Blu-ray Review: Sucker Punch Extended Cut

Here is a drinking game to play with your friends. While watching Sucker Punch, take a drink every time there is an up-skirt panty shot. [UPDATE] Too many people have been rushed to the hospital due to alcohol poisoning. Do NOT play this game! Keep some of that tequila handy though, because this will drive you to drink.

I would say this movie is like Inception, had that film been written by a fifteen-year-old diagnosed with Attention Deficit Disorder, but that would be an insult to people with ADD everywhere. What seemed like a promising action/fantasy of female empowerment, quickly nose dives and becomes a mindless snuff film about girls with swords and guns. When it is not being blatantly offensive, it is instead being a complete bore.

The Movie

Sucker Punch is the first original film from Director Zack Snyder, who also wrote it, and it was a box office disaster. More accustomed to adapting comic books into films, he needs to stick to what he does best. Let it be known that I have nothing against Snyder. The man is a visionary artist second to none, but he needs to stick with comic book adaptations and stop making movies based on stories he wrote during his freshman year of high school.

Every 15 years old's fantasy...and your new nightmare

The story follows Baby Doll (Emily Browning) whose recently deceased mother left everything to her and her younger sister. This does not stand well with her abusive stepfather, who decides to get drunk and attempts to rape the younger sister. Baby Doll, in a bid to save her sister, fires a gun at the stepfather, but accidentally kills her sister instead. So in the first five minutes, we have attempted rape and possibly the worst FAIL in cinematic history. This is off to a good start.

Baby Doll is institutionalized by the stepfather, who pays off the doctor to lobotomize her so she won’t remember what happened. When the lobotomy comes around, she is suddenly inside a brothel. Wait, what? That’s right, she retreats to an imaginary state in order to escape the horrific ordeal she is experiencing. Wait, what?

As if that was not confusing enough, she actually goes into an imaginary state while inside of her imaginary state. This takes place whenever she is forced to do a burlesque show for the “high rollers”. We never actually see her dance, but it is during these scenes that Baby Doll goes to the world where she and her allies fight dragons, orcs, steampunk Nazi zombies, and cyborgs. Here, she must retrieve five items to gain her freedom. Following a formula similar to that of a video game, she must fight and defeat several bosses to retrieve them.

This is the film’s worst flaw. Everything that is taking place past the lobotomy does not actually happen, whether it be the brothel or the realm of Dungeons and Dragons gone wrong. In fact, most of the characters are figments of Baby Doll’s imagination, so when they are in danger, there is zero tension or concern for their well being. Even when a character dies, the film has already established that they either do not actually exist or the scene is not real, thus eliminating any emotional anchor to any of them.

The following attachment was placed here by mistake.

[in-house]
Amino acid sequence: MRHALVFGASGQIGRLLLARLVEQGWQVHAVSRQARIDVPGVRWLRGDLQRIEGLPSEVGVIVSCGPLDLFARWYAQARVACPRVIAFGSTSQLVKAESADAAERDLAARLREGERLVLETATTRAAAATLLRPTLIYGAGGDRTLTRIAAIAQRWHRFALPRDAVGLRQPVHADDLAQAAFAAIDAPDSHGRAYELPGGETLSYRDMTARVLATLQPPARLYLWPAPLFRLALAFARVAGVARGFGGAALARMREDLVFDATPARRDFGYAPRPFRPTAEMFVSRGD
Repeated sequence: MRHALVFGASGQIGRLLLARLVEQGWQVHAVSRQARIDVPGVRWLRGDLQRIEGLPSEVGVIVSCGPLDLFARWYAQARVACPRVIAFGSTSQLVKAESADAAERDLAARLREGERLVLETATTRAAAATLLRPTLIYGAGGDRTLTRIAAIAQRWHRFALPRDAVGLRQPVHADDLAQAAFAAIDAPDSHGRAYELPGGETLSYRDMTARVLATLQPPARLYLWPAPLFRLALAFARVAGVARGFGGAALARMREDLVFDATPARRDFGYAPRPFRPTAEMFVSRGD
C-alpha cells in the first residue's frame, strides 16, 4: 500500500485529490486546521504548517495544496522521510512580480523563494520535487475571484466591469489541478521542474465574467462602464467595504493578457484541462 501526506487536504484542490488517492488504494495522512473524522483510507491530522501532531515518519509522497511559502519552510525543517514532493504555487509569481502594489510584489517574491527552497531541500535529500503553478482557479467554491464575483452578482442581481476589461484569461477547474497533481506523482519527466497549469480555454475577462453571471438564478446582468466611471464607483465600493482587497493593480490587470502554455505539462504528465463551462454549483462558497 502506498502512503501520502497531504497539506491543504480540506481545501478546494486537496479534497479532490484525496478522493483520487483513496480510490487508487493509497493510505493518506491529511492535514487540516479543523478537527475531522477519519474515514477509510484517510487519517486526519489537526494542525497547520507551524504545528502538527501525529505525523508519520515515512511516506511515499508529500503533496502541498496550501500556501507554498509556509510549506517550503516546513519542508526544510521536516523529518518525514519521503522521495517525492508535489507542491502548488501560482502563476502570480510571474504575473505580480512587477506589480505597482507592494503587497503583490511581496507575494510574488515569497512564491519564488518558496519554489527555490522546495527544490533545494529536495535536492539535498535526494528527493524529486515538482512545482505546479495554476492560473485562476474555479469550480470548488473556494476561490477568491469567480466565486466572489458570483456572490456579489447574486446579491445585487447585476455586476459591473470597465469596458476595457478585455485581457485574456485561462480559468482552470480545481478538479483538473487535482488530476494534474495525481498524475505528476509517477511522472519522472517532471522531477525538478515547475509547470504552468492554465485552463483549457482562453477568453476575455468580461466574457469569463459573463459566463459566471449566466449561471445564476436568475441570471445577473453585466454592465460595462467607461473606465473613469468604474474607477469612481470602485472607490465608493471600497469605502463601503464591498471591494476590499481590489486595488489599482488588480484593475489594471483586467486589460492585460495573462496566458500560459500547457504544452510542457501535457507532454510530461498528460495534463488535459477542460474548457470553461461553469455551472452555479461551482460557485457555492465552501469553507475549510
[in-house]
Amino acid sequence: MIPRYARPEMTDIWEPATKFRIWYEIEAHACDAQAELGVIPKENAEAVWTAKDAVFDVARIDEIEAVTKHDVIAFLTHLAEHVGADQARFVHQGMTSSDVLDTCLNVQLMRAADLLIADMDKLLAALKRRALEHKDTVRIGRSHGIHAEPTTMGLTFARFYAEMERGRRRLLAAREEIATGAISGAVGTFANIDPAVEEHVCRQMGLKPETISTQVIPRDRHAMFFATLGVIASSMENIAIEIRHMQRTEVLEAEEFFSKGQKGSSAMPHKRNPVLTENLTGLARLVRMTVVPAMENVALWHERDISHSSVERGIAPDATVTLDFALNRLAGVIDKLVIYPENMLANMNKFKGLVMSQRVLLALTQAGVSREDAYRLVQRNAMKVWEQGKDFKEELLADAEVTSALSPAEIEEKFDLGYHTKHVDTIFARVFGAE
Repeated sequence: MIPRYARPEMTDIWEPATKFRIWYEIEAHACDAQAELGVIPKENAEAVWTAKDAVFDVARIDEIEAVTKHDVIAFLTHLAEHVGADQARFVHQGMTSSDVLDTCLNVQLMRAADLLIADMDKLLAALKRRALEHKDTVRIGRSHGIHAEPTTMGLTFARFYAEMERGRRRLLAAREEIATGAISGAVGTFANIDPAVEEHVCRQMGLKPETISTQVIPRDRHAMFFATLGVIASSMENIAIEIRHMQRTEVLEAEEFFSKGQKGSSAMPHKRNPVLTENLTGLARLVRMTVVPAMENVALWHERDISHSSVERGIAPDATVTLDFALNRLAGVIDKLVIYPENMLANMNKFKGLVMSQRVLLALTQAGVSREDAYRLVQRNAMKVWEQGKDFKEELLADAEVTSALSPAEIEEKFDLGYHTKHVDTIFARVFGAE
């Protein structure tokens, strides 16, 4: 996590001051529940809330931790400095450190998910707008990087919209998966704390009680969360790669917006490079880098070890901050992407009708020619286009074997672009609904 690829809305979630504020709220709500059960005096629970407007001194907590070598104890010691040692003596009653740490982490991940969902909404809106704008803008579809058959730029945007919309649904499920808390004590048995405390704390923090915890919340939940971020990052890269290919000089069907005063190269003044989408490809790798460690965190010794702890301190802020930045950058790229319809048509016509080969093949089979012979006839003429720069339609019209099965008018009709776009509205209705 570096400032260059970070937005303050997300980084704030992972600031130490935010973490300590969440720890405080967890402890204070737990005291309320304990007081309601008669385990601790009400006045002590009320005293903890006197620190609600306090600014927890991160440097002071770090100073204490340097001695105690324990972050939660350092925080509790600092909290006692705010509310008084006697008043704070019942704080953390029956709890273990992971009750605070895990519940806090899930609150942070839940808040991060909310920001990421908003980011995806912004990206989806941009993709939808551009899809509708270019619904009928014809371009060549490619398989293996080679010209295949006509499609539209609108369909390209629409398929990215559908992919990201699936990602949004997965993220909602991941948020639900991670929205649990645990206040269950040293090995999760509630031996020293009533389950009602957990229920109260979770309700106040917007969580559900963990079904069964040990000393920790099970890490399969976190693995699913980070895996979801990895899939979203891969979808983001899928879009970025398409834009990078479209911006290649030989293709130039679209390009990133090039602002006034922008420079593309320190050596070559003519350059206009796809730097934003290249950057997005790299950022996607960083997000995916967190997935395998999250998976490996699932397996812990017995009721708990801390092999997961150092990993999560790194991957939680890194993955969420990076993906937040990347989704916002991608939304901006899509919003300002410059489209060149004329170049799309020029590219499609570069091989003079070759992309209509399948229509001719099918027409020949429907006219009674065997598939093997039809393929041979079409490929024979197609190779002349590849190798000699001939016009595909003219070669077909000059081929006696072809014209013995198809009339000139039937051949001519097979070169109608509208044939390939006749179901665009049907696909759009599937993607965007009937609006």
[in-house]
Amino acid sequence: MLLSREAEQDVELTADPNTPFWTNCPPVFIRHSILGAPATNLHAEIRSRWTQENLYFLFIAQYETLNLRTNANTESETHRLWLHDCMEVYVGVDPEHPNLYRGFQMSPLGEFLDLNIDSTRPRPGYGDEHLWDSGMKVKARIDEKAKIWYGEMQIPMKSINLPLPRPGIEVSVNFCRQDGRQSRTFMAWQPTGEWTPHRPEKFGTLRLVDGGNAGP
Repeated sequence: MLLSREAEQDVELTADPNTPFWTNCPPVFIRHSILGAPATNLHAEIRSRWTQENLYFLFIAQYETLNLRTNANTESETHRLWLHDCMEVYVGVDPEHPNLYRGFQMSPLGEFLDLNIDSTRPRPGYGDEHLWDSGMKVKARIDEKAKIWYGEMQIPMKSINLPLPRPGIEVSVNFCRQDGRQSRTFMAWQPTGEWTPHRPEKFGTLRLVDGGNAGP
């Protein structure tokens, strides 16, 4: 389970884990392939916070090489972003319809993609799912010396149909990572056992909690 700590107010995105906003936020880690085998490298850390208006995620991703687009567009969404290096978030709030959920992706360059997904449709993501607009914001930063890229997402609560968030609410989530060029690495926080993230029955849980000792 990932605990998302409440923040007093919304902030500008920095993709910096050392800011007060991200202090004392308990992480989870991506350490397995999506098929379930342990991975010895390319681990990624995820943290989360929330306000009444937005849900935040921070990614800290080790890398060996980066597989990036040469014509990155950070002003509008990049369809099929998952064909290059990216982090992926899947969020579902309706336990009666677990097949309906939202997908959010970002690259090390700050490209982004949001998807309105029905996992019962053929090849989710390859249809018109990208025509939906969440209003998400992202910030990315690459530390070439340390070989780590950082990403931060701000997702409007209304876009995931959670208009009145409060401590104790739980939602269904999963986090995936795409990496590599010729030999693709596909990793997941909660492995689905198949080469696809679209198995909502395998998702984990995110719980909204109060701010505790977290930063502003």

when your audience starts rooting for the know your movie is in trouble.

Some believe that the film’s one redeeming quality must be its action sequences. I must applaud them on their optimism, however misplaced it may be. The action is silly at best and though some of the scenic shots can be fairly beautiful, the fight choreography gets confusing when too much is going on at once. Sure the girls look pretty as a button, but their weak dialogue combined with their pointlessly skimpy outfits make any of the action sequences impossible to take seriously.

It also stars Abbie Cornish as Sweat Pea, Jena Malone as Rocket, Vanessa Hudgens as Blondie, and Jamie Chug as Amber. No, I did not make those character names up. Honestly, it doesn’t matter though, their acting is so one dimensional, you will forget which one is which or what importance any of them have. They cannot be blamed entirely, since there is only so much that could be done with the half witted dialogue they were given.

The entire crew of Sucker Punch characters you won't care about


The extra features are slim, especially by Blu-ray standards. The only interesting thing here is the collection of animated shorts that are really well done and worth watching. Besides that, you get an inside look at the soundtrack (which violated my ears for two hours mind you). As I tediously searched for a making-of feature, it turns out it is only available as an in-movie feature. This means I would have to watch the entire film over again to see all the behind the scenes videos…not in this lifetime. I watched a couple and they are fairly standard, nothing really special.

The pack comes with a blu-ray copy of the extended cut, a blu-ray copy of the theatrical cut, a dvd copy of the theatrical cut, and a disc for the digital copy. I could not tell you what difference the additional 18 minutes in the extended cut makes, since I have never seen the theatrical cut, but I can guarantee it does not make the movie better.

Final Verdict

Sucker Punch is shameless in that it tries to sell itself as empowering to women, when in fact it is just piggy backing on women’s rights and practically taking advantage of it. With names like “Sweat Pea” or “Baby Doll”, along with skirts that would make Paris Hilton blush, you cannot expect anyone to believe dressing like a slut with a sword is in any way empowering.

The story is convoluted, the soundtrack is all over the place, and the acting is bland. Zack Snyder tries to tie everything up in a neat little package by the final scene, but no matter how nicely you wrap a turd, it is still a turd. This was Zack Snyder’s first fully original story, let us all hope it will be his last.

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